Whole-genome sequences of 89 Chinese sheep suggest role of RXFP2 in the development of unique horn phenotype as response to semi-feralization.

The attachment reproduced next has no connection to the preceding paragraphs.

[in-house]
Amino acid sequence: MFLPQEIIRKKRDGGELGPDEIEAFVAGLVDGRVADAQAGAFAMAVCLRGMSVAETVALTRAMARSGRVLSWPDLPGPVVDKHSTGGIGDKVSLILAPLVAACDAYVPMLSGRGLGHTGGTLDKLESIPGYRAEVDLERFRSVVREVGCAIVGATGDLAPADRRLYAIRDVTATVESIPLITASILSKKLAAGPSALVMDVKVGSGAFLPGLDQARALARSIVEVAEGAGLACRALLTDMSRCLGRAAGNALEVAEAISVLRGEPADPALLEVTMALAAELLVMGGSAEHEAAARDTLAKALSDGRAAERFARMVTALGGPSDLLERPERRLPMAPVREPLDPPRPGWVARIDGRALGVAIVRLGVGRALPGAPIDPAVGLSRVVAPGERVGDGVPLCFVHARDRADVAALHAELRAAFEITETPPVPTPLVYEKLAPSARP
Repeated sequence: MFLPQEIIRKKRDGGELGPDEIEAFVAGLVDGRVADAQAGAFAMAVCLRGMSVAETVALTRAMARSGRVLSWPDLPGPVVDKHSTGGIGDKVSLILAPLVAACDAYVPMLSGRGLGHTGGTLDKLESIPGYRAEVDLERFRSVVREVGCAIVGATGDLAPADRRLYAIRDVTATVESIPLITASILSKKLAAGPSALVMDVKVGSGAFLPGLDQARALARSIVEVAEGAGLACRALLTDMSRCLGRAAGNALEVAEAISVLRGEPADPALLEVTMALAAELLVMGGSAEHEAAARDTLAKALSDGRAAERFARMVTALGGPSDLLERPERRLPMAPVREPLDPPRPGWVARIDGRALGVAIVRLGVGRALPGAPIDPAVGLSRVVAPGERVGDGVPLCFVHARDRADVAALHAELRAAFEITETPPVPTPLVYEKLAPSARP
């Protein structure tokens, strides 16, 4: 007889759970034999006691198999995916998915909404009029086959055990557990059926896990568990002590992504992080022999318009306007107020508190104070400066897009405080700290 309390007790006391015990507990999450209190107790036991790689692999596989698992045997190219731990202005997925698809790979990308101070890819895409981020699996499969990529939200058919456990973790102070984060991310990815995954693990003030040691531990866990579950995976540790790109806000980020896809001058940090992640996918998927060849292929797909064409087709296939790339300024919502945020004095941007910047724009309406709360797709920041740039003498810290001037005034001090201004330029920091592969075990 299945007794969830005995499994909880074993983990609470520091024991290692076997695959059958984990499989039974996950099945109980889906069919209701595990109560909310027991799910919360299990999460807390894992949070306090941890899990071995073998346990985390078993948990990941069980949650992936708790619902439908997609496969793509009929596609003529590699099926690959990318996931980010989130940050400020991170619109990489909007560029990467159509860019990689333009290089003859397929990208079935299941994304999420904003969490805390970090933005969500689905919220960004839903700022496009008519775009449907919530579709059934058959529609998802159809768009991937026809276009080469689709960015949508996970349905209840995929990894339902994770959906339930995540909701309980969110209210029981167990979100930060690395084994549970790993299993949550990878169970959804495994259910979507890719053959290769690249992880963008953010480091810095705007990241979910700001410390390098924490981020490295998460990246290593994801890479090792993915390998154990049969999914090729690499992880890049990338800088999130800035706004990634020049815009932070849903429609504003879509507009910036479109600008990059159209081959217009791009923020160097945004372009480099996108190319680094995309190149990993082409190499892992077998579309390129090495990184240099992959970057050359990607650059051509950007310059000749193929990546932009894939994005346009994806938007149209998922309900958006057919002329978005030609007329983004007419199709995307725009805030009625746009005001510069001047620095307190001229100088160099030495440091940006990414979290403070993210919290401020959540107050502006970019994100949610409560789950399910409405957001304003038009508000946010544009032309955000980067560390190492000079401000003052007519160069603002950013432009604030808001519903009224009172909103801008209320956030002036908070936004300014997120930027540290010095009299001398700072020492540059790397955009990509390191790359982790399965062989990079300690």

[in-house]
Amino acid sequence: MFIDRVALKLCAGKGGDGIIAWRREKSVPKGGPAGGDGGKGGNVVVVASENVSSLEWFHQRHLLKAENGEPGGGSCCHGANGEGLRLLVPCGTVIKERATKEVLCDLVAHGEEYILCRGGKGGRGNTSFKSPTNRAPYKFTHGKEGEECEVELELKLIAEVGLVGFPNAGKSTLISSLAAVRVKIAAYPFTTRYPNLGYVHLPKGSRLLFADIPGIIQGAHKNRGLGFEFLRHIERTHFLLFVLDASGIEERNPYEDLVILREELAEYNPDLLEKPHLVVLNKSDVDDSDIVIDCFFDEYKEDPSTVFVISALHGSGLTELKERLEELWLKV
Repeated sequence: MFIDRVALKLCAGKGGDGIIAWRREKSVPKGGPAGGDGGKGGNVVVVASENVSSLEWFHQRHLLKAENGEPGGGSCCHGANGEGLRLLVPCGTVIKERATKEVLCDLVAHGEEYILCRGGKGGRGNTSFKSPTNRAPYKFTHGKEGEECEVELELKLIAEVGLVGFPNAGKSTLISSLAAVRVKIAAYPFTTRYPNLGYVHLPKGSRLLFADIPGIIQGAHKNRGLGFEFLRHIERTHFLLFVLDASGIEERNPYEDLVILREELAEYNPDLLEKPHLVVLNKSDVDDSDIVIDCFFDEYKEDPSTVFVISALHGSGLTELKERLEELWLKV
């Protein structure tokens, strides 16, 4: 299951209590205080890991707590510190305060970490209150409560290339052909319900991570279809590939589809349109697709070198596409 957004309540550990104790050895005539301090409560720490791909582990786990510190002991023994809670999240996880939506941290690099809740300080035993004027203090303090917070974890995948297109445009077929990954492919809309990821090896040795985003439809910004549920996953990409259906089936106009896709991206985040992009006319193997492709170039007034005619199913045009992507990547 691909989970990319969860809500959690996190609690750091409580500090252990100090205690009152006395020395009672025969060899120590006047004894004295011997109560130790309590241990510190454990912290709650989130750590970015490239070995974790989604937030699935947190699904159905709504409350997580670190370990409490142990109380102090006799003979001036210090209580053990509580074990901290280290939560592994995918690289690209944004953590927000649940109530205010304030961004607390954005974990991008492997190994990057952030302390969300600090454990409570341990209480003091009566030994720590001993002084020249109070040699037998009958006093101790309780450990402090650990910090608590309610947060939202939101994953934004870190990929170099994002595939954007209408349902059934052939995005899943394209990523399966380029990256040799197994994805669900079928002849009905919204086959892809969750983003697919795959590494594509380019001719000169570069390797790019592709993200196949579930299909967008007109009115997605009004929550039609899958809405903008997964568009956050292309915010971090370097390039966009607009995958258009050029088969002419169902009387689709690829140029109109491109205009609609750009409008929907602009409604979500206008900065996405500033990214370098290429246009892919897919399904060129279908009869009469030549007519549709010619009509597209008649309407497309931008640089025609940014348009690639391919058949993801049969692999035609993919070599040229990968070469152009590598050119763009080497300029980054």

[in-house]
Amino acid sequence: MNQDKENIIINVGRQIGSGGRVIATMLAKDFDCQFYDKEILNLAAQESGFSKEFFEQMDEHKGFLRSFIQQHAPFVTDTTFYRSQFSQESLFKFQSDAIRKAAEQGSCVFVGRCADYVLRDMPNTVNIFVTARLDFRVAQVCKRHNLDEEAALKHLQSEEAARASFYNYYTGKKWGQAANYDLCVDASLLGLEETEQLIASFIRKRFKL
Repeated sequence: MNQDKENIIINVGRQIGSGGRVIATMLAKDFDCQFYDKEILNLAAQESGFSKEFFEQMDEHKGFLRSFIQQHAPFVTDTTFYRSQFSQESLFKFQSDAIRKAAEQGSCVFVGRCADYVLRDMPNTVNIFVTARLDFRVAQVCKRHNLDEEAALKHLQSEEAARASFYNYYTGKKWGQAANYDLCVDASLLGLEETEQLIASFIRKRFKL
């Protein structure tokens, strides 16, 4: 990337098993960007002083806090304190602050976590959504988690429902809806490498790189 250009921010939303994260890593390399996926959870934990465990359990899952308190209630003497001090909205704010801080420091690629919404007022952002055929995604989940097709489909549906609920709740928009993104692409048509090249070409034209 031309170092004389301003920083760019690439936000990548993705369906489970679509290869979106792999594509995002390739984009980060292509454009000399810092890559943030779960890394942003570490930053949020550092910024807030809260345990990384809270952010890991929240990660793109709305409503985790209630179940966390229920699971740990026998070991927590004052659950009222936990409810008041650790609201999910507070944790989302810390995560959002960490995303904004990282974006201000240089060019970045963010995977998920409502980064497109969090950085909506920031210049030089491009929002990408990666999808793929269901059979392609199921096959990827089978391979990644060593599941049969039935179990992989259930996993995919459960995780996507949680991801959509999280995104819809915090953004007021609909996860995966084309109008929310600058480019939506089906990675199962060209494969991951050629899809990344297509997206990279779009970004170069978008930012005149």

Background: Animal domestication has been extensively studied, but the process of feralization remains poorly understood. Results: Here, we performed whole-genome sequencing of 99 sheep and identified a primary genetic divergence between 2 heterogeneous populations in the Tibetan Plateau, including 1 semi-feral lineage. Selective sweep and candidate gene analysis revealed local adaptations of these sheep associated with sensory perception, muscle strength, eating habit, mating process, and aggressive behavior. In particular, a horn-related gene, RXFP2, showed signs of rapid evolution specifically in the semi-feral breeds. A unique haplotype and repressed horn-related tissue expression of RXFP2 were correlated with higher horn length, as well as spiral and horizontally extended horn shape. Conclusions: Semi-feralization has an extensive impact on diverse phenotypic traits of sheep. By acquiring features like those of their wild ancestors, semi-feral sheep were able to regain fitness while in frequent contact with wild surroundings and rare human interventions. This study provides a new insight into the evolution of domestic animals when human interventions are no longer dominant.